Wednesday, October 06, 2004

The North Korean Human Rights Act of 2004 (USA)

North Korea Human Rights Act - final text documents, just published.
(As passed by the Senate and House of Representatives USA)

This Act although modified has a potential to give a serious blow to the current North Korean government.
The preamble of the bill contains detailed findings that describe humanitarian and human rights conditions
inside North Korea, and the torment of North Korean refugees.

Section-by-section summary of H.R. 4011

The North Korean Human Rights Act of 2004

The preamble of the bill contains: detailed findings that describe humanitarian and human rights conditions inside North Korea, and the plight of North Korean refugees; declarations of purpose; and definitions of terms used in the Act.

Title I - Promoting the Human Rights of North Koreans

Sec. 101. Sense of Congress Regarding Negotiations with North Korea - Expresses the sense of Congress that negotiations with North Korea and other parties in Northeast Asia should include the human rights of North Koreans as a key element.

Sec. 102. Support for Human Rights and Democracy Programs - Authorizes $2 million for each of the fiscal years 2005-2008 to support programs by private, nonprofit organizations to promote human rights, democracy, rule of law, and a market economy in North Korea.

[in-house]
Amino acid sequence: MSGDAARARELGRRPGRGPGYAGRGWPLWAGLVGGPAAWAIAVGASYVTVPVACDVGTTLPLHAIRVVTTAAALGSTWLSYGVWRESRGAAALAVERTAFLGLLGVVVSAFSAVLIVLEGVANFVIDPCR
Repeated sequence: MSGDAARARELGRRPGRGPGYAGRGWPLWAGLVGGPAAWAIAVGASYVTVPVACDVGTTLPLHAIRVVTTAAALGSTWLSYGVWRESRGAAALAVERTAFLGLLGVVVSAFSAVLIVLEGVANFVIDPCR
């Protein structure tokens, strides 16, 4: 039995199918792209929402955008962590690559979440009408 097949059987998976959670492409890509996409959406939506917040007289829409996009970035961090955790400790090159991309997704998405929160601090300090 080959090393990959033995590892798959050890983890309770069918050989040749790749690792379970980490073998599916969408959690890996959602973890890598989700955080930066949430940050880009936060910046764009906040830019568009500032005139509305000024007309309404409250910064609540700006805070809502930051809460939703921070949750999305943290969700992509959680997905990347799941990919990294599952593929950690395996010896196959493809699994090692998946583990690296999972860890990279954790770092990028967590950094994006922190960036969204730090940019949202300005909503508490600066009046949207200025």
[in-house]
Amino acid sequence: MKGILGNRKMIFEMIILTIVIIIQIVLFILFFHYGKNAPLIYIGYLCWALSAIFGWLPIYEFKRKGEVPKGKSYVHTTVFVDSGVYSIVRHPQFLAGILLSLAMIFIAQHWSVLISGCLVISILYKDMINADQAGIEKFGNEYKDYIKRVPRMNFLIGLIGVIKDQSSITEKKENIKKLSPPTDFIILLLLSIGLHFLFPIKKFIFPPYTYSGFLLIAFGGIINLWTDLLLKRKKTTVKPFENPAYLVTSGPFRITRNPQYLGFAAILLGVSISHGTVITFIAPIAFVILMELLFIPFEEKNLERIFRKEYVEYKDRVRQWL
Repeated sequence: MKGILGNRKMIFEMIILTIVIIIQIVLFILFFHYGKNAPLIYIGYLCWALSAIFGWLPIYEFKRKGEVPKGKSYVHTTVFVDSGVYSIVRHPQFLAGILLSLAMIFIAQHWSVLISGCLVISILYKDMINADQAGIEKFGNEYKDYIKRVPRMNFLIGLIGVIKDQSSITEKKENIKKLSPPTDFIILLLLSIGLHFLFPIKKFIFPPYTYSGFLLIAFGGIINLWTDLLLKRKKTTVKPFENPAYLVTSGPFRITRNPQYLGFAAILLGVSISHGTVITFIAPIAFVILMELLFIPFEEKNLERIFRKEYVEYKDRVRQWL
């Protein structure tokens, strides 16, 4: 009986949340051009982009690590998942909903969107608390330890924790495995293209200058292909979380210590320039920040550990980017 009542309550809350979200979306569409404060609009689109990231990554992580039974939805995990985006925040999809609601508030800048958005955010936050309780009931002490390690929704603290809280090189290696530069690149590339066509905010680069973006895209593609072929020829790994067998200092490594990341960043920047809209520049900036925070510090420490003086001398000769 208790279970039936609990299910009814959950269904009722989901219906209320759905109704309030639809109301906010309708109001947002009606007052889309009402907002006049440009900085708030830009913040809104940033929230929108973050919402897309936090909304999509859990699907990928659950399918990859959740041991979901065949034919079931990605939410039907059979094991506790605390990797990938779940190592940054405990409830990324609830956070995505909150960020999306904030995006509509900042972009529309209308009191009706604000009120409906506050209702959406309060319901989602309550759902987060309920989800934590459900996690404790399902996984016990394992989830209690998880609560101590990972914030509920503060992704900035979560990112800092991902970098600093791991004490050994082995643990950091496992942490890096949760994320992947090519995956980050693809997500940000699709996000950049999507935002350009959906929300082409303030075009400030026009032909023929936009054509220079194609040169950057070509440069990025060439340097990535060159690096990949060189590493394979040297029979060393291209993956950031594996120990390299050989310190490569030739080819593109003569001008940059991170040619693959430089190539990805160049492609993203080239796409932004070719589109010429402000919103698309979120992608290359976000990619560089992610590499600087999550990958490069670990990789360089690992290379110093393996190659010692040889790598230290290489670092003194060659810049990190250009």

Sec. 103. Broadcasting into North Korea - Expresses the sense of Congress that the U.S. should increase radio broadcasts into North Korea by Radio Free Asia and Voice of America, and requires a report detailing the technical and fiscal requirements needed to increase those broadcasts to 12 hours per day.

Sec. 104. Actions to Promote Freedom of Information - Authorizes $2 million for each of the fiscal years 2005-2008 to increase the availability of non-government-controlled sources of information to North Koreans, and requires a non-public report to Congress on such activities.

Sec. 105. United Nations Commission on Human Rights - Notes the role of the Commission in promoting improved human rights in North Korea, and urges additional North Korea-specific attention by the Commission, its working groups, and rapporteurs.

Sec. 106. Establishment of Regional Framework - Expresses the sense of Congress that the U.S. should explore the possibility of a regional human rights dialogue with North Korea (like the Helsinki process for the former Soviet Union).

Sec. 107. Special Envoy on Human Rights in North Korea - Mandates the appointment of a special envoy for human rights in North Korea within the State Department and outlines the duties of that position.

Title II - Assisting North Koreans in Need

Sec. 201. Report on United States Humanitarian Assistance - Requires the State Department and USAID to report annually (for the next 3 years) on (1) U.S. humanitarian assistance to North Koreans, (2) any improvements in humanitarian transparency and monitoring inside North Korea, and (3) specific efforts by the U.S. and U.S. grantees to secure better monitoring and access.